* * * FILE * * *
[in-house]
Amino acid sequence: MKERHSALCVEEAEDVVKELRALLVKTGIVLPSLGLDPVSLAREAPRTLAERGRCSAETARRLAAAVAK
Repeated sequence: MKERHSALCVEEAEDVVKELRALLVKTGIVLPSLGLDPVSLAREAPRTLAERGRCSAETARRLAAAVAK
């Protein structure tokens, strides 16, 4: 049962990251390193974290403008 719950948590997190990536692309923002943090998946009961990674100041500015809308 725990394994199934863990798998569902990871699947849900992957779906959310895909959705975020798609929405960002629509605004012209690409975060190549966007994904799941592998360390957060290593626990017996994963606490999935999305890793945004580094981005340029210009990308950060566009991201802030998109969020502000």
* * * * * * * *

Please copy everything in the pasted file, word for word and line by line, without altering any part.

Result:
[in-house]
Amino acid sequence: MKERHSALCVEEAEDVVKELRALLVKTGIVLPSLGLDPVSLAREAPRTLAERGRCSAETARRLAAAVAK
Repeated sequence: MKERHSALCVEEAEDVVKELRALLVKTGIVLPSLGLDPVSLAREAPRTLAERGRCSAETARRLAAAVAK
């Protein structure tokens, strides 16, 4: 049962990251390193974290403008 719950948590997190990536692309923002943090998946009961990674100041500015809308 725990394994199934863990798998569902990871699947849900992957779906959310895909959705975020798609929405960002629509605004012209690409975060190549966007994904799941592998360390957060290593626990017996994963606490999935999305890793945004580094981005340029210009990308950060566009991201802030998109969020502000």